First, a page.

Ann Romney would see them at almost every rally along the campaign trail when her husband was running for president: a few men and women who arrived hours in advance to secure a spot up front, against the police barricade.
"When I would get there, there would be people at the front of the lines hanging on," Romney recalled, "and I knew who they were, they were people with MS. They’d been there for hours and hours, waiting just to say thank you to me for being an example for them."
Romney recalls men and women collapsing after they saw her, exhausted from the wait.
"And it’s now time for me to be a strength for them," Romney said Tuesday as she launched a social media campaign to capture and share the stories of 50 million patients around the world, and their families, who have multiple sclerosis or other neurological diseases.
Romney told an audience at a Partners HealthCare forum that she does not want patients to repeat the experience of her diagnosis, when 16 years ago a doctor told Romney she had MS and to come back when she got more sick.
"That was shocking to me," Romney said with a laugh. "I thought, wait a minute, someone’s got to give me a pill here? I can’t just walk out because I’m so sick."
Romney found a physician at Brigham and Women’s Hospital who offered hope. The treatment — intravenous steroids — stopped the progression of MS for Romney. But she wanted a better long-term plan.
"I was very frightened," Romney said. "Even though the answers were not good answers, I had to figure everything out myself."
Romney learned through trial and error what works for her. It's lots of sleep, exercise, often on her horse, and what she calls clean eating: no sugar, no alcohol, very little bread and a green juice of spinach, kale and ginger. She does drink Diet Coke. The 66-year-old says acupuncture and reflexology, treatments that aren’t typically recommended by doctors, have helped her as well.
She is reaching out through Twitter, Facebook and Tumblr for stories from other patients who will help doctors understand the connections between Alzheimers, ALS, Parkinson’s, MS and brain tumors.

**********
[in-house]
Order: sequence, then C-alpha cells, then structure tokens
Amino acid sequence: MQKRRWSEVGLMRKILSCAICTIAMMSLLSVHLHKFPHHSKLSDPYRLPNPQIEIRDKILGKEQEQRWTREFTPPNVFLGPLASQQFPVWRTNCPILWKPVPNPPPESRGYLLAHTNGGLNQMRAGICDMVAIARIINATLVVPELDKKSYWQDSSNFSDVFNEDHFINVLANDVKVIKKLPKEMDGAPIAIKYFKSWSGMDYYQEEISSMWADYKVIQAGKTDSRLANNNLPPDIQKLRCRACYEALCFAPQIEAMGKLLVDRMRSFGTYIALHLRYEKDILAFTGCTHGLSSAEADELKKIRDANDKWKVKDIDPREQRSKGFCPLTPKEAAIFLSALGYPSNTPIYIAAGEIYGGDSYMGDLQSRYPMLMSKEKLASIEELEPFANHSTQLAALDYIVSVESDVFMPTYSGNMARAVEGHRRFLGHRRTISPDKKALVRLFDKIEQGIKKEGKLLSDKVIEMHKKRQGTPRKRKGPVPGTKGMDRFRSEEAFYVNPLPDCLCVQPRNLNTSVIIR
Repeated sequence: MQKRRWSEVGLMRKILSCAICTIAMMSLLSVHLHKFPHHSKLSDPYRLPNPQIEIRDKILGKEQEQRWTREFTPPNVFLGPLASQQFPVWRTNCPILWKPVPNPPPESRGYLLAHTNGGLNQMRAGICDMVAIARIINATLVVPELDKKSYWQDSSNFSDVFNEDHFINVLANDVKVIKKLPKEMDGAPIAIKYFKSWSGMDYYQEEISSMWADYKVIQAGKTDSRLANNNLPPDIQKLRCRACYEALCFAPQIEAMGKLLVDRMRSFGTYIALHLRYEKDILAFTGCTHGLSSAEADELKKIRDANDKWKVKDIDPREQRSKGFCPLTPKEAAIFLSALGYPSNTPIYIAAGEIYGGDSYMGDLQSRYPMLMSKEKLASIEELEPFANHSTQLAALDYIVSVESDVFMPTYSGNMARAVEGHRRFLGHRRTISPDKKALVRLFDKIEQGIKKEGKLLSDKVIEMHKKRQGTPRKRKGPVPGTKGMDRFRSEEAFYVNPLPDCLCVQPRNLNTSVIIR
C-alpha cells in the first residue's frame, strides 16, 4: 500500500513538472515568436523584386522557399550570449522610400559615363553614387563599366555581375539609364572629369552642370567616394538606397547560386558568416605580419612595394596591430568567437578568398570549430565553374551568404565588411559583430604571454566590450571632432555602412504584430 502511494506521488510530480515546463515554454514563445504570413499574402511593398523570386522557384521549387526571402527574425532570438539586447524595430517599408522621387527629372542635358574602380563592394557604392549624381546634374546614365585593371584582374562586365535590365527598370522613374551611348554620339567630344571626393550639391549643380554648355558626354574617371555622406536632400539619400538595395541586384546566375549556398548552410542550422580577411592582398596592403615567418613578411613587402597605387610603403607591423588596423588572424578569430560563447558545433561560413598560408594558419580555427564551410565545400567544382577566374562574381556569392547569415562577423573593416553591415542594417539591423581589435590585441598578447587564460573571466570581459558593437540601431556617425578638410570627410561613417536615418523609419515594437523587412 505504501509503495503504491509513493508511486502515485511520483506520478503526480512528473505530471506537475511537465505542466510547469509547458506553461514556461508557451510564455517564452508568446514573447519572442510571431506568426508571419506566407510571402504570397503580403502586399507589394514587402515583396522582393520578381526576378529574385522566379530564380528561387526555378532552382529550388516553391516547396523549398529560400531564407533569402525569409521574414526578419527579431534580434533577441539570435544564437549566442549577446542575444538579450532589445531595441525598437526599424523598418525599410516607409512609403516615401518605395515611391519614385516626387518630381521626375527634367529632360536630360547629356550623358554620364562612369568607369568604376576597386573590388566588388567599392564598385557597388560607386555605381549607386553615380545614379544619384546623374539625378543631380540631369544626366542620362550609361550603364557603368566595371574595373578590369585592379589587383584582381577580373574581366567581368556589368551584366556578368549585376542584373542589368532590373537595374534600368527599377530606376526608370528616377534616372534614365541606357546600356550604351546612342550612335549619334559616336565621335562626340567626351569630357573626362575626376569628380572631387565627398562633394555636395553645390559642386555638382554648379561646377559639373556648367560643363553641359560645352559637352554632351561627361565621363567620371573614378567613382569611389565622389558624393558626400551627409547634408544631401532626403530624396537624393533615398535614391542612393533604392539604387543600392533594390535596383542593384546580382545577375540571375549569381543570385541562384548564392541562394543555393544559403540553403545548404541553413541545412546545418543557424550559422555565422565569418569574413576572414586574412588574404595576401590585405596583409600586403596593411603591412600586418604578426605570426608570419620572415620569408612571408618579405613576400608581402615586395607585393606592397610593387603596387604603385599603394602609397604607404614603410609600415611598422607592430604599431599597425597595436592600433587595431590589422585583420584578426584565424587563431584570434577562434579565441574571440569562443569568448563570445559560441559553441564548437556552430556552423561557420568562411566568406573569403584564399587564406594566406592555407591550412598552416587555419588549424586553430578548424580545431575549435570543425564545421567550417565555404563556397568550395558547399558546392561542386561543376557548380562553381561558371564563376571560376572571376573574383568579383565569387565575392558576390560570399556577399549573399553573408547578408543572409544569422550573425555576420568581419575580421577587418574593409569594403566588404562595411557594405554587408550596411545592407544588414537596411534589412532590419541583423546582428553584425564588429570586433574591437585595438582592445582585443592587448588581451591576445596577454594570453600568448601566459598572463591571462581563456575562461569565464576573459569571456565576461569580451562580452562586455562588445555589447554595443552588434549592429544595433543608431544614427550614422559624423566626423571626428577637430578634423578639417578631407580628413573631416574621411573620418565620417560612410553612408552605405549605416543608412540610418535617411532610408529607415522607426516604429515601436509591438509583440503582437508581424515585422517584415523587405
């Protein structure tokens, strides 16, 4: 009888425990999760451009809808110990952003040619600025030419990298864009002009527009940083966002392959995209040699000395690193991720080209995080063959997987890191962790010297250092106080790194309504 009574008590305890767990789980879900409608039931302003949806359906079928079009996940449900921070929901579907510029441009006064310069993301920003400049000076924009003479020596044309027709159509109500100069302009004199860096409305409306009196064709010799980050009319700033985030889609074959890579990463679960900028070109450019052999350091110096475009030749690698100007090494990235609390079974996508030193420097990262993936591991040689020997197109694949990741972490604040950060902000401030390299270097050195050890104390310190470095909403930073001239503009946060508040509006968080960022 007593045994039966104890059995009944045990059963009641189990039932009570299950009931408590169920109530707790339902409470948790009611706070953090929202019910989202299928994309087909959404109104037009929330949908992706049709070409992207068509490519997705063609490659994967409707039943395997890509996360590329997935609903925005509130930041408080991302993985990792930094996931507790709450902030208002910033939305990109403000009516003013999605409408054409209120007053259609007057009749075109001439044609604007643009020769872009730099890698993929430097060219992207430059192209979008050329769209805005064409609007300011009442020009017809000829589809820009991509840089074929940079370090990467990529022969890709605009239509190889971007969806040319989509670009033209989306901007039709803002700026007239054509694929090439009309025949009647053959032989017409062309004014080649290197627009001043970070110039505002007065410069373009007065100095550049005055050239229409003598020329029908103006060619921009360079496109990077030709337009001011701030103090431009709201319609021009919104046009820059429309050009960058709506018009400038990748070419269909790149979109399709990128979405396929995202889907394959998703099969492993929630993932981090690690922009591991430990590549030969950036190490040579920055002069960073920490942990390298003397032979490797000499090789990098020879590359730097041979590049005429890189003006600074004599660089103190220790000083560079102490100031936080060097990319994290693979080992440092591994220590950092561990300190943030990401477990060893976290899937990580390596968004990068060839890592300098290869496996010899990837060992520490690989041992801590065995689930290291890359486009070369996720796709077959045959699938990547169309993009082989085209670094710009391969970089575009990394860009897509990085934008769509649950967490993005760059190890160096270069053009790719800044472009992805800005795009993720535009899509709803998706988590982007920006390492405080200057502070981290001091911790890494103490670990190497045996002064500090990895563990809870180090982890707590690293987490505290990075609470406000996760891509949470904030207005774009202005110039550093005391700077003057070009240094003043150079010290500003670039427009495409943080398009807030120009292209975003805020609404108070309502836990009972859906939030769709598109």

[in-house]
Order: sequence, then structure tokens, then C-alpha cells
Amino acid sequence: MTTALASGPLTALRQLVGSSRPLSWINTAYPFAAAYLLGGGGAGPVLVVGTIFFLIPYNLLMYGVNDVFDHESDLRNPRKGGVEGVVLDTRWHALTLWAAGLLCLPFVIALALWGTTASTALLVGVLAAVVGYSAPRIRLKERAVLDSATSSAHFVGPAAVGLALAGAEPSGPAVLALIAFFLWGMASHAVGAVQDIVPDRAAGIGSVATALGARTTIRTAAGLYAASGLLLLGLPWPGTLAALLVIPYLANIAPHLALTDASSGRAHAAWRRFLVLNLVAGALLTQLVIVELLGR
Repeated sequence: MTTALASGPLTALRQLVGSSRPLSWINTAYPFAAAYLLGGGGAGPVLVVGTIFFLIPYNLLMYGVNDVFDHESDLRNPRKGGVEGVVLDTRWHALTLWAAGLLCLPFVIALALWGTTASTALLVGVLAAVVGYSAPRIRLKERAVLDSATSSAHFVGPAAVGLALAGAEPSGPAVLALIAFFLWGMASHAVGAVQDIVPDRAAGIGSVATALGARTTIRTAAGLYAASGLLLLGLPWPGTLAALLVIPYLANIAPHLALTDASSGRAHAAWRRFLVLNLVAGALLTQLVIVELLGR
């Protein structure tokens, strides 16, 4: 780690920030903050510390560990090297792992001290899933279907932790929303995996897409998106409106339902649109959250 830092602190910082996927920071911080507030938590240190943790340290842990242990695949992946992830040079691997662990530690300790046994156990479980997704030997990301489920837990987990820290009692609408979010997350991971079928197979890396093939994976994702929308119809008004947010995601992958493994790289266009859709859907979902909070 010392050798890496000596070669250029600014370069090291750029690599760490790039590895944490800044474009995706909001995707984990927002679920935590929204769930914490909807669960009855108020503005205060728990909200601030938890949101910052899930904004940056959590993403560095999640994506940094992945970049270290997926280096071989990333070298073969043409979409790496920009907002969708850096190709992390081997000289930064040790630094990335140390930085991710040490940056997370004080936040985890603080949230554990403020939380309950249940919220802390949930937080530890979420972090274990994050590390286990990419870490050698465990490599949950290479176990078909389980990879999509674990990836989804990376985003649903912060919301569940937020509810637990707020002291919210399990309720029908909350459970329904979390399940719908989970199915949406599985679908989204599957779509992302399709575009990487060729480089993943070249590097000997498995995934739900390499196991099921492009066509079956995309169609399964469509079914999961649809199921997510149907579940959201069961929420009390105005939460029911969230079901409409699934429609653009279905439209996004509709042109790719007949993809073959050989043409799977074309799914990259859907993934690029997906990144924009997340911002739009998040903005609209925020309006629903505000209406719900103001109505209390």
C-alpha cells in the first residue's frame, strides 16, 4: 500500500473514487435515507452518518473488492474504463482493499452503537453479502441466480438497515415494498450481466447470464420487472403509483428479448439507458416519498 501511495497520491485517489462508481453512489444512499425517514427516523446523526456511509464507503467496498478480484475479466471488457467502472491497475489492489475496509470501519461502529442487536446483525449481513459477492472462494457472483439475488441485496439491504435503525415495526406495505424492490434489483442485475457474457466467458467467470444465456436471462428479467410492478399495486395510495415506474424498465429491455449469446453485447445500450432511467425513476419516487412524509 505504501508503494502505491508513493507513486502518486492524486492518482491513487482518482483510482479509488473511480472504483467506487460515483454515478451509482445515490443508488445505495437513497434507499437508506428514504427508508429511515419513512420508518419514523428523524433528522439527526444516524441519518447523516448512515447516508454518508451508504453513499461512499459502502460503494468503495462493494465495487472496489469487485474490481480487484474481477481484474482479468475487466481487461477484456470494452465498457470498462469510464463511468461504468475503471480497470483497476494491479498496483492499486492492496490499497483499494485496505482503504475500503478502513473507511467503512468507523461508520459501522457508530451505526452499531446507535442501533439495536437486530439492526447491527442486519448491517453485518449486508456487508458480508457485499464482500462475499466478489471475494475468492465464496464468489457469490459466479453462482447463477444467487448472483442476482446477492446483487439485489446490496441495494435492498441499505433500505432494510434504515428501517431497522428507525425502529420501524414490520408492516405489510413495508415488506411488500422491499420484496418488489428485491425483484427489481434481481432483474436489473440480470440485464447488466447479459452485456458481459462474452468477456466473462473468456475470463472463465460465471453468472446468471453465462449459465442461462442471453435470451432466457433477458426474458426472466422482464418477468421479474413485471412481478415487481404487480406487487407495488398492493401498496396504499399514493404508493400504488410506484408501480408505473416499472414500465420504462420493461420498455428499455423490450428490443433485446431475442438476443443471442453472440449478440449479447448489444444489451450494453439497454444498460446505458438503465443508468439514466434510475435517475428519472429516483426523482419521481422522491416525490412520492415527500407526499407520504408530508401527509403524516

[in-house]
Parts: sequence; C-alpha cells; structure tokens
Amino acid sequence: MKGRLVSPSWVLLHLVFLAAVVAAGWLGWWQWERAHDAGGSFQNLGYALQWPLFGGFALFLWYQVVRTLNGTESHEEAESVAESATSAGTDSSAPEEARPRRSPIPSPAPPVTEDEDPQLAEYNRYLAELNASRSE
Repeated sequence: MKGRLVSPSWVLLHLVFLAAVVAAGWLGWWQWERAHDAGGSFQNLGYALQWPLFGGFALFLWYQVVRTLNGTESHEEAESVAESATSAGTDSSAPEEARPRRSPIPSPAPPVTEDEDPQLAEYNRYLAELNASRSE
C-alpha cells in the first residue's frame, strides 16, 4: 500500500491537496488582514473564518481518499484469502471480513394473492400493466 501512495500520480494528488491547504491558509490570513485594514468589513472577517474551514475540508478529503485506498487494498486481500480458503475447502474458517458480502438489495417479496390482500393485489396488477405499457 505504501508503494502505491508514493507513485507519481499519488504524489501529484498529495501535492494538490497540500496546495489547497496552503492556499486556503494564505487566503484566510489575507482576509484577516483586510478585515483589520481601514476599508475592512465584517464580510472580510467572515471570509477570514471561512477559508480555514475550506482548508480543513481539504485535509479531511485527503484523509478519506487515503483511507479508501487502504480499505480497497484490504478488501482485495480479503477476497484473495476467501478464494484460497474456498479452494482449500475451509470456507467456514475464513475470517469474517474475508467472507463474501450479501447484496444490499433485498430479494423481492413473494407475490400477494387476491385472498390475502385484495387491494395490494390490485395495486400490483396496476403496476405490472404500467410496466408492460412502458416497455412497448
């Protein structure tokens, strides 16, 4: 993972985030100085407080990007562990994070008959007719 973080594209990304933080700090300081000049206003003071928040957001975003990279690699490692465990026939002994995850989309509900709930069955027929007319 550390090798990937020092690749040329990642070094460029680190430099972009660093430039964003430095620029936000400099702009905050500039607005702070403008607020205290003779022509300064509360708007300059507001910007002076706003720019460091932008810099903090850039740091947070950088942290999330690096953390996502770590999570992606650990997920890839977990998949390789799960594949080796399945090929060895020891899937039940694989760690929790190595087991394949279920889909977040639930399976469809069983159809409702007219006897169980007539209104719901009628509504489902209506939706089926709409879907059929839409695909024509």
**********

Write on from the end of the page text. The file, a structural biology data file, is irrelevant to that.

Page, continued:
"Let’s share what helps you feel better. It might not be the same for all of us, but these stories will hopefully bring awareness, which brings cures," Romney said.
Romney joins a growing effort to gather information from patients online.
Romney says she hopes the stories will help researchers figure out, for example, why more women than men are diagnosed with neurological ailments.
"That is the first thing I have to get out there," Romney said. "I don’t think women are aware that they have a much higher risk for Alzheimer’s, much higher risk for MS."
Dr. Howard Weiner, who is Romney's physician and co-director of the Ann Romney Center for Neurological Disease, says the prevalence of MS in women is an important clue about how the disease works.
"I think it relates to hormones, I think it relates to the immune system, and we're trying to understand that," Weiner said.
Are women more susceptible for some reason, and should the treatment be different? Those are just a few of the key questions for researchers.
Romney’s MS is in remission and she’s not on any medication right now. But she lives with the fear that the disease will reassert itself again at any moment. And when people say, "Oh, you look great," Romney knows she's masking the effects of the disease.
"Even when you’re in remission you have to deal with fatigue and you have to adapt your lifestyle to accommodate that. Sometimes I gripe about it and Mitt will say, 'Oh it’s not your MS, you’re just getting old,' which we are," she said, laughing.
But this mother of five and grandmother of 23 is busy. She's writing a book about her experience with MS and raising money for the center that she launched at Brigham and Women’s, where she goes now just for check-ups.